Observations from my keynote at the China Flash Market Summit and Memory Summit

Jeremy Werner | April 2024

I had the opportunity to give a keynote speech at CFMS (China Flash Market Summit) | MemoryS 2024 on March 20th. The title of my speech was “Micron memory & storage: Advancing the AI revolution,” and I invite you to watch it.

One of the most interesting emerging trends, that was  — certainly a topic of discussion at the show — was how the data center and edge devices, particularly AI PCs (Personal Computer) and AI smartphones, will cooperate to optimally efficiently deliver AI experiences, thereby conserving resources. This is a notable change in direction from just a few years ago when the conventional wisdom was was that all compute functions would move to the cloud. At that time, the vision of a world where was that every edge device was simply a thin client — with all applications running on the cloud, all data stored on the cloud and all devices always connected.

Perhaps in the distant future, this vision will re-emerge as trends in technology tend to oscillate. But for the foreseeable future, running every workload in the cloud simply isn’t feasible due to limitations of power consumption, cost, latency, network bandwidth and simply the reality of how quickly humanity can build out (and afford to build out) the data center and communications infrastructure. These realities are meaningful for the future of memory and storage.

The first important realization is that reducing power consumption in the data center is more important than ever. It was always an important metric to reduce total costs, conserve energy and minimize the carbon footprint of the data center. But it’s now an imperative because it’s become the limiter in terms of the ability of large cloud service providers and AI infrastructure operators to build out their infrastructure.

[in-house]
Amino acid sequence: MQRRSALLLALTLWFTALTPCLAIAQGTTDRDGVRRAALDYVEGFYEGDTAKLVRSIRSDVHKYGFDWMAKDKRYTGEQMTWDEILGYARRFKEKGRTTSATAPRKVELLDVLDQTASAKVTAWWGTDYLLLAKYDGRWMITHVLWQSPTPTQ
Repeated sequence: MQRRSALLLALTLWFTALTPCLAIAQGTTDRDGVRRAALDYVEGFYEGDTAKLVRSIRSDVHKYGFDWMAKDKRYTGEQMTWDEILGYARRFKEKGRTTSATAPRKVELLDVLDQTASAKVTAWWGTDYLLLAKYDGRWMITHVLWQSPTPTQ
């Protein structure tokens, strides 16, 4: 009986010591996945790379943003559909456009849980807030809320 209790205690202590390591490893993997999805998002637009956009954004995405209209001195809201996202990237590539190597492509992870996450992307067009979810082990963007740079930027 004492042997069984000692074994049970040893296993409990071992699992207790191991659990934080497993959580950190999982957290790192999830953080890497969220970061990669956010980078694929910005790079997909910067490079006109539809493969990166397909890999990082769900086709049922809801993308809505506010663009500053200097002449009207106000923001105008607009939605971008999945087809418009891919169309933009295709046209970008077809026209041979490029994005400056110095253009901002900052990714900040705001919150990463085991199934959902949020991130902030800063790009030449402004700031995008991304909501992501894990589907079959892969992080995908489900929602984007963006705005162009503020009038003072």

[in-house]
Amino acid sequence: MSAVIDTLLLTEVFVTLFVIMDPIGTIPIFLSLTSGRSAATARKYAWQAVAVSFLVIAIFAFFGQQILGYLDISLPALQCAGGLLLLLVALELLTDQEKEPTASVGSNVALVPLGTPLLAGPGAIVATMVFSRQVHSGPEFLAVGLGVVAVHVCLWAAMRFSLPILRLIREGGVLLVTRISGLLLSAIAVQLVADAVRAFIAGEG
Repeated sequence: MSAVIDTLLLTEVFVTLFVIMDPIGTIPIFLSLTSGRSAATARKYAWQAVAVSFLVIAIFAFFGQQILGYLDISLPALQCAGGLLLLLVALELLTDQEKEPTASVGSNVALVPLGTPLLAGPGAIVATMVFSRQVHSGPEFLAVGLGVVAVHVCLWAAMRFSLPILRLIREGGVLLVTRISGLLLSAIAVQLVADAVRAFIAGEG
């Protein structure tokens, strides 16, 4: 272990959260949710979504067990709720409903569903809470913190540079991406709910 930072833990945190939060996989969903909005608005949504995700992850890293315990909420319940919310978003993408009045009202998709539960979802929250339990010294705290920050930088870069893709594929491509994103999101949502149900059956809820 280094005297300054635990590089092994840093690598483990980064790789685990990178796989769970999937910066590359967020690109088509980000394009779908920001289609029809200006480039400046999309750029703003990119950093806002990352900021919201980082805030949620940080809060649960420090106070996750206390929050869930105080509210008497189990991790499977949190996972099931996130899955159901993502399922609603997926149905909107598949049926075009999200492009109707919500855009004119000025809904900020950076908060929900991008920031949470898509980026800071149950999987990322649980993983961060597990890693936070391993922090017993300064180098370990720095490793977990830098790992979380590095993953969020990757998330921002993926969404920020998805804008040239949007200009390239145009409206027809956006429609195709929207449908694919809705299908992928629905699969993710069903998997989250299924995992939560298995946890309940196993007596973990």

What does this mean? 

  • Utilizing high-capacity SSDs over traditional HDDs significantly reduces the data center footprint—up to fivefold. While SSDs present a higher initial investment, the long-term savings in overhead, cooling, power and space are substantial, leading to a higher rate of tera operations per second (TOPS). On a power-per-usable-terabyte basis, HDDs require short stroking for optimal AI workload performance, consuming 2.3 times more power than today’s 30.82TB SSDs.1 This disparity is projected to increase fivefold when comparing HDDs to future higher-capacity SSDs. Therefore, investing in SSDs is economically prudent, considering the exorbitant costs associated with constructing additional data centers and power plants.


  • Performance and capacity requirements of local storage — primarily UFS for AI phones and NVMe SSDs for AI PCs — will inevitably increase at a faster rate than previously expected. For the past five to ten years, applications for gaming and media production (think YouTube, Instagram and TikTok influencers) drove the need for more performance and capacity. But typically, those applications represented less than 20% of all users of these devices in mature markets. AI is a ubiquitous application that everyone will use, further driving the local storage requirements, just as gaming and media production applications did previously. User experience is king in this space, and that’s why Micron has focused on perfecting products for the most demanding applications and user experiences.

It's an exciting time for storage and innovation! The Age of Intelligence is upon us, and we can shape the future for the benefit of humankind. Memory and storage advances such as Micron’s HBM3E, high-capacity DIMMs, LPDDR5X, LPCAMM, data center SSDs, client SSDs, and UFS will certainly be critical parts of that future.


1. SSD system chassis power = 1000W with 20 SSDs/system = 50W/SSD
HDD system chassis power = 1200W with 30 HDDs/system = 30W/HDD
SSD W/TB = 50W/30.82TB, HDD W/TB = 30W/usable HDD capacity of 8TB

Corporate Vice President & General Manager, Storage Business Unit

Jeremy Werner

Jeremy is an accomplished storage technology leader with over 20 years of experience. At Micron he has a wide range of responsibilities, including product planning, marketing and customer support for Server, Storage, Hyperscale, and Client markets globally. Previously he was GM of the SSD business at KIOXIA America and spent a decade in sales and marketing roles at startup companies MetaRAM, Tidal Systems, and SandForce. Jeremy earned a B.S.E.E. from Cornell University and holds over 25 patents or patents pending.